Datacom suffered a major outage in its Melbourne co-location facility after heavy rain broke a ceiling panel and poured into customers' equipment on Saturday afternoon.
The data centre operator's managing director Michael Browne denied there was an outage.
"There's no weight in that," he told iTnews. "The centre was not down and not ever flooded."
But his version is at odds with his own network operations centre (NOC), a series of photos sighted by iTnews and first-hand accounts from furious customers, who said the dead equipment included storage area networks, servers and routers.
"People had racks full of equipment that was dead. Some techs in there were close to tears," a national voice and data carrier who spoke on condition of anonymity said.
"We only had two servers and a router die. Others came off far worse. In some neighbouring racks, people were pouring water out of power supplies and SAN equipment."
Another customer confirmed they had been off-the-air for 13 hours and was aware of yet another customer - a business associate - with water-damaged kit.
Photos emerged showing a large hole and water-damaged ceiling above a caged area and buckets sitting on top of overhead cable trays, with customer racks clearly visible beneath.
Customers who did not suffer water damage lost power and cross-connects for up to 12 hours.
They were also unable to gain access to their racks until at least Sunday morning.
At least one customer was collecting information from others affected with a view to launching a class action against Datacom.
Mixed reports from majors
A number of major carriers and wholesalers were understood to have kit in Datacom that was affected by the outage.
An Optus spokesman confirmed to iTnews the telco rented space in Datacom and was affected by the power outage.
Wholesaler Vocus - which has a point-of-presence there - was able to work around the issue, chief executive James Spenceley said.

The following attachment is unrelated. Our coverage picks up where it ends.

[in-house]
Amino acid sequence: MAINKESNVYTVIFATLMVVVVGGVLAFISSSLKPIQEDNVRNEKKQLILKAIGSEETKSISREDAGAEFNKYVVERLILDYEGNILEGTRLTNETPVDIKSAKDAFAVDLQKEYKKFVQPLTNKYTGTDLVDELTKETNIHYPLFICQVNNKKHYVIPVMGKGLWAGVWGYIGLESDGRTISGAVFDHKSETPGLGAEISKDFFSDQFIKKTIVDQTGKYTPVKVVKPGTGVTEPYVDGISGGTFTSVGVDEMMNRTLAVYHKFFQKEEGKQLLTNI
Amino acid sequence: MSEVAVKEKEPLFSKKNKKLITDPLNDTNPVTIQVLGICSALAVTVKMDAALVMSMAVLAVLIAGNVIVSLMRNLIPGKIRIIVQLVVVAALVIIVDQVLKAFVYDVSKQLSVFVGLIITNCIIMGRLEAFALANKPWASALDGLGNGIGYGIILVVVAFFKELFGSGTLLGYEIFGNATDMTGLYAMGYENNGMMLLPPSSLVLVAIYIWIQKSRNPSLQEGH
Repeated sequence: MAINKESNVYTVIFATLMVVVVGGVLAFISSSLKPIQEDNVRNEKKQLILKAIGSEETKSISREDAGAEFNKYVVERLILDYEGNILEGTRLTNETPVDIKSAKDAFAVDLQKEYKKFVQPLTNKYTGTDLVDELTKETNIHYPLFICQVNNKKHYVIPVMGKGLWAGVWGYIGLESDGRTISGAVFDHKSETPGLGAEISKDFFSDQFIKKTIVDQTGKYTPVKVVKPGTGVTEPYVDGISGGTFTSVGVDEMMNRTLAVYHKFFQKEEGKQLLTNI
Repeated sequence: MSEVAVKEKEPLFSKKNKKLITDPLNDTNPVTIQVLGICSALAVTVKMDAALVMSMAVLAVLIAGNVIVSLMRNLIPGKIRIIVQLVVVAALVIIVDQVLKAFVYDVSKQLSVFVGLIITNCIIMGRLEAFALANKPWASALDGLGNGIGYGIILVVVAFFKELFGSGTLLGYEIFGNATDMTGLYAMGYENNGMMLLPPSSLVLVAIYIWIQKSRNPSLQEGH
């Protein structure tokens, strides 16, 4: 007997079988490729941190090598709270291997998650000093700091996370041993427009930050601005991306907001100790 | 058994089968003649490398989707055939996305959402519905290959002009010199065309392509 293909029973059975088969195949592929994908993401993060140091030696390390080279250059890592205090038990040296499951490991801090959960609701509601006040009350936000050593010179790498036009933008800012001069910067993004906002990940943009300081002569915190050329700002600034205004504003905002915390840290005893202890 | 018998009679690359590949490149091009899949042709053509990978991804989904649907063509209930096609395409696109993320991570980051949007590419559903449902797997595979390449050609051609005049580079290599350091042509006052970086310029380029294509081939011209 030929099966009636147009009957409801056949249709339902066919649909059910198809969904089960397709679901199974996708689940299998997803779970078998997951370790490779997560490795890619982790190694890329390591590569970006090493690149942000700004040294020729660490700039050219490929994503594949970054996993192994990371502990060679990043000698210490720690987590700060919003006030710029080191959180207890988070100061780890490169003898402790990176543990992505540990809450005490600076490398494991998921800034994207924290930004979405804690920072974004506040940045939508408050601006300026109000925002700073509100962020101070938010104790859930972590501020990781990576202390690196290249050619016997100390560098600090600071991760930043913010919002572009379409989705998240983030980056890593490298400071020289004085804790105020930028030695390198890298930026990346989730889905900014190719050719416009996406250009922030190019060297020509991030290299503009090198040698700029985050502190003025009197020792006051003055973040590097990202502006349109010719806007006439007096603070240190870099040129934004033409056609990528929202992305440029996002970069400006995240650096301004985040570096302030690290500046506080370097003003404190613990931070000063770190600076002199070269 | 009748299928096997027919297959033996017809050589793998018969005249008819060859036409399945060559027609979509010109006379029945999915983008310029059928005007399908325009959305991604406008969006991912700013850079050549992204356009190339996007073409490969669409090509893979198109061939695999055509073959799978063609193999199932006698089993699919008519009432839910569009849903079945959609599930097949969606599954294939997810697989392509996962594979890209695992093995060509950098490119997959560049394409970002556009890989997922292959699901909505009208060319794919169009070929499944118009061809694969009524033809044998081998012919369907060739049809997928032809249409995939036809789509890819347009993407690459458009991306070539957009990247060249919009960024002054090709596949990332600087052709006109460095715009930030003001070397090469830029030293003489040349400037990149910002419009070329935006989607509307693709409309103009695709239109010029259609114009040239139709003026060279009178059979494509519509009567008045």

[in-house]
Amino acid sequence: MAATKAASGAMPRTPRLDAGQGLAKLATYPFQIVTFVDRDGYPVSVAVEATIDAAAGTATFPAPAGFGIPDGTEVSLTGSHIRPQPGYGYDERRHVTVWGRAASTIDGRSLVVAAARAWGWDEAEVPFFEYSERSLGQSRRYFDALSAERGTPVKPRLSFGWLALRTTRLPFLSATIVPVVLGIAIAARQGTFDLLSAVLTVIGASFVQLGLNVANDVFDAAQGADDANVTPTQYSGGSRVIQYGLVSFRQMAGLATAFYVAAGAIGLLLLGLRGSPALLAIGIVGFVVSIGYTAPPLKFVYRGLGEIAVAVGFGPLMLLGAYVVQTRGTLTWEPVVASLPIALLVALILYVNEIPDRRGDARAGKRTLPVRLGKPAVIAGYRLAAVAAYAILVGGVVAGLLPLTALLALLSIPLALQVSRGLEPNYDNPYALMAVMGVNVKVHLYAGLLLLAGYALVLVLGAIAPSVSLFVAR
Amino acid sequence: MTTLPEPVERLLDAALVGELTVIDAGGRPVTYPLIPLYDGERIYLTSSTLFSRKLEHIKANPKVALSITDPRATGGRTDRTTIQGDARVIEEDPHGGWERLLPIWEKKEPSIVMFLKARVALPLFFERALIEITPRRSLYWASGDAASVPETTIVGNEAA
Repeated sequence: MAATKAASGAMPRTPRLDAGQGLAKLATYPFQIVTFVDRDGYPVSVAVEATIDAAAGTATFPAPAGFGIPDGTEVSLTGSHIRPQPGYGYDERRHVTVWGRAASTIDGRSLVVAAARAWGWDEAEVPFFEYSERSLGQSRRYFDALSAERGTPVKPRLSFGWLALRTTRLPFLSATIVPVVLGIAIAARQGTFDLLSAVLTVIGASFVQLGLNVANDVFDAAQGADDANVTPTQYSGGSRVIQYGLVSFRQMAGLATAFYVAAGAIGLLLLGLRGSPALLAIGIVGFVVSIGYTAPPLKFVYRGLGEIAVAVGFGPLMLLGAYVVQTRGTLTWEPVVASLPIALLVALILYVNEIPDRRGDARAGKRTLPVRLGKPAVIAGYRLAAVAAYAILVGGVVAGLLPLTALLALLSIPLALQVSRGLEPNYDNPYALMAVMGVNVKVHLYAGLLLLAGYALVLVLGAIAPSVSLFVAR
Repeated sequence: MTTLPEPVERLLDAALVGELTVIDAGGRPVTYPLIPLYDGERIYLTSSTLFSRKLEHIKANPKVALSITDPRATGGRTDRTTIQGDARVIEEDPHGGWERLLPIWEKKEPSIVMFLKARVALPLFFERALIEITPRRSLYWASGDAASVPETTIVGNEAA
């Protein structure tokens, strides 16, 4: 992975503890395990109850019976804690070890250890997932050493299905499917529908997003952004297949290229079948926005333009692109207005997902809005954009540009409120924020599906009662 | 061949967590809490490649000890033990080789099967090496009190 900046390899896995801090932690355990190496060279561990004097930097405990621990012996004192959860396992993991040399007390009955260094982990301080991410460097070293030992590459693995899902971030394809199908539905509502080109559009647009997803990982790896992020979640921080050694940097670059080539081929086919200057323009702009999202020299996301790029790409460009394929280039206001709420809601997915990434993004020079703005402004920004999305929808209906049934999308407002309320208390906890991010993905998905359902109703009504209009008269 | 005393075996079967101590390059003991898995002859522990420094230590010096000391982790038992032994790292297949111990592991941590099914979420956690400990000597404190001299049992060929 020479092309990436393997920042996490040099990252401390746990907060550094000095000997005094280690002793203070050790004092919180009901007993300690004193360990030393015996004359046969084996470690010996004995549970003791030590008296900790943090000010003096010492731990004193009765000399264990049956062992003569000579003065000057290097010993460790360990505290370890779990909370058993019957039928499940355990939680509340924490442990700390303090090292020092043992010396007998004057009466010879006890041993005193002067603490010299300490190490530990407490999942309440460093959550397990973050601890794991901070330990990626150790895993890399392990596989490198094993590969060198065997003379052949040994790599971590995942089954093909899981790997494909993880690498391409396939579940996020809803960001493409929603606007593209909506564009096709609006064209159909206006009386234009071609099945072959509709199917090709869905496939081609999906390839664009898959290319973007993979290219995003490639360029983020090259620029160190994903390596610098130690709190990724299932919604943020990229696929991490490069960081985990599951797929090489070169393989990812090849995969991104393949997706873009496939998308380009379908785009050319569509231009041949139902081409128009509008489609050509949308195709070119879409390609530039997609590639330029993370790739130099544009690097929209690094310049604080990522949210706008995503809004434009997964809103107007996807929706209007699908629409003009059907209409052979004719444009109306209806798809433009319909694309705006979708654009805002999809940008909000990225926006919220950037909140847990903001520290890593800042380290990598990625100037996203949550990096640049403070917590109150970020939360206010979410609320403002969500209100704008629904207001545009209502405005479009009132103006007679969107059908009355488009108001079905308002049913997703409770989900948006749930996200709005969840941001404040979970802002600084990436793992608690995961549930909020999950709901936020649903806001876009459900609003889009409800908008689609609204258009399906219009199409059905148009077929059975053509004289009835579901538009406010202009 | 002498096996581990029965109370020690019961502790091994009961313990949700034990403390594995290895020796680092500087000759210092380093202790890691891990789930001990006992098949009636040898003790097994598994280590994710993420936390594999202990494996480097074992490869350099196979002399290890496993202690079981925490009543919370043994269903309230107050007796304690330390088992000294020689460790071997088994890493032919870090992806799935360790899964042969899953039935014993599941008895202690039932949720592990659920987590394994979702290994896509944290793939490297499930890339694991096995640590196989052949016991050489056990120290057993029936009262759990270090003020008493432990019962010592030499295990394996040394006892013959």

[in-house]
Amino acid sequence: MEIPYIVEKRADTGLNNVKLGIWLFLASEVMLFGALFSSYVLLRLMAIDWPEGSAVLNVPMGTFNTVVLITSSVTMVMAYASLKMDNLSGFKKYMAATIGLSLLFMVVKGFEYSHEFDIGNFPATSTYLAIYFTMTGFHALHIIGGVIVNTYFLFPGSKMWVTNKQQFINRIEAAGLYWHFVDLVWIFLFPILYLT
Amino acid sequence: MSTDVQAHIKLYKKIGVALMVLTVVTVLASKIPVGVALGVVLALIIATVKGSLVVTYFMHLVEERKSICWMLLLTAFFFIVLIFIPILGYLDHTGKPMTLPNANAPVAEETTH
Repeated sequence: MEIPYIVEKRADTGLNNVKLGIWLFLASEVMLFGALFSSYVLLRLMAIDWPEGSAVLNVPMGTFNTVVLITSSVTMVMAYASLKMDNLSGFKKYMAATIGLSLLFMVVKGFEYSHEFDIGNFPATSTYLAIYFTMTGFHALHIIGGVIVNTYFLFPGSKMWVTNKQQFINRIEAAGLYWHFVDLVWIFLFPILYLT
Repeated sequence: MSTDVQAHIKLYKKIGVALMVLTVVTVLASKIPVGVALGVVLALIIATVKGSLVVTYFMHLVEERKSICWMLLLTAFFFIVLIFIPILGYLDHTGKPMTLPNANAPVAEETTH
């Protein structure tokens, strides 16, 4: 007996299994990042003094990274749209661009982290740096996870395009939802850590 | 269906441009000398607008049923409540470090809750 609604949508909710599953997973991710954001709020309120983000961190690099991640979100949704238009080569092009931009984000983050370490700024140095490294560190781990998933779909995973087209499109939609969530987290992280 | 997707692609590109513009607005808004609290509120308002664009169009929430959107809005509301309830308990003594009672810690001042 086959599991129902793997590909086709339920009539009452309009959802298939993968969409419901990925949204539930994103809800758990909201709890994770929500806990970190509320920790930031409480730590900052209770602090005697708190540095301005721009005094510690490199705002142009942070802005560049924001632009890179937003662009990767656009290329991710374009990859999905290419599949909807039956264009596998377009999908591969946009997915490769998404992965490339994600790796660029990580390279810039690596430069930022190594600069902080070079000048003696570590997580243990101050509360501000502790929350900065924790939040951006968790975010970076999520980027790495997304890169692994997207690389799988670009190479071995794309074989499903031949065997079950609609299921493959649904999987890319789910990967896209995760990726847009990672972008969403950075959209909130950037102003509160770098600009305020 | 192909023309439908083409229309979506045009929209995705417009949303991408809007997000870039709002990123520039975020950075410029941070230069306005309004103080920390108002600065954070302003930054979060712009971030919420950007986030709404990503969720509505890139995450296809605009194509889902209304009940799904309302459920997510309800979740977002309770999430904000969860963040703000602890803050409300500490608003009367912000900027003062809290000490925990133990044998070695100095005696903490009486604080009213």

And AAPT - which had "a minor amount of traffic out of Datacom" - "didn't experience any notable impact to services for our customers as a result of the weather in Melbourne", a spokesman said.
They had only seen "unofficial reports" of the damage to Datacom.
iTnews has obtained the string of SMS outage messages sent to affected customers as the flood drama unfolded.
The first was sent on Saturday at 3.52PM titled: "Sbj: Flooding on the data floor."
At 5.28PM, network operations centre (NOC) staff told customers: "Datacom GC site has been affected by major storms. Some systems are currently shutdown until further notice, the remainder is stable."
At 6.40PM, "customers with single power supplies on DB7 (open data floor)" were advised they were affected by the flood. The "facility [was] otherwise stable", the update again said.
At 7.47PM, an update said the fault had been isolated and estimated power would resume "by midnight".
Both messages advised customers: "Do not come to site until further notice."
By 2.14AM Sunday, the situation had worsened. The site was "still experiencing issues" and the floor remained closed.
A "staged power-up" started at 3.49AM. A half-hour later, customers were told power had been restored to "99 percent of affected circuits". They were also invited to "please check your devices".
An official post-incident report did not appear to have been released. Information flows were complicated by a public holiday in Melbourne today.
At least one customer said they had been advised by NOC staff of a power surge in the facility's power distribution system.
Customers attached to newer power distribution units (PDUs) were saved by overload switches. Others were understood to have not been as lucky.
Lawsuit in the wings
Customers, including web hosts and ISPs, last night received an anonymous email seeking information from those affected for the purpose of commencing a class action.
The organiser told iTnews that parties interested in joining the suit should email datacom (dot) lawsuit (at) gmail (dot) com.
A further formal statement was requested from Datacom.
Were you impacted by the Datacom outage? Did you lose equipment? Email rcrozier (at) itnews (dot) com (au) and tell us your experience.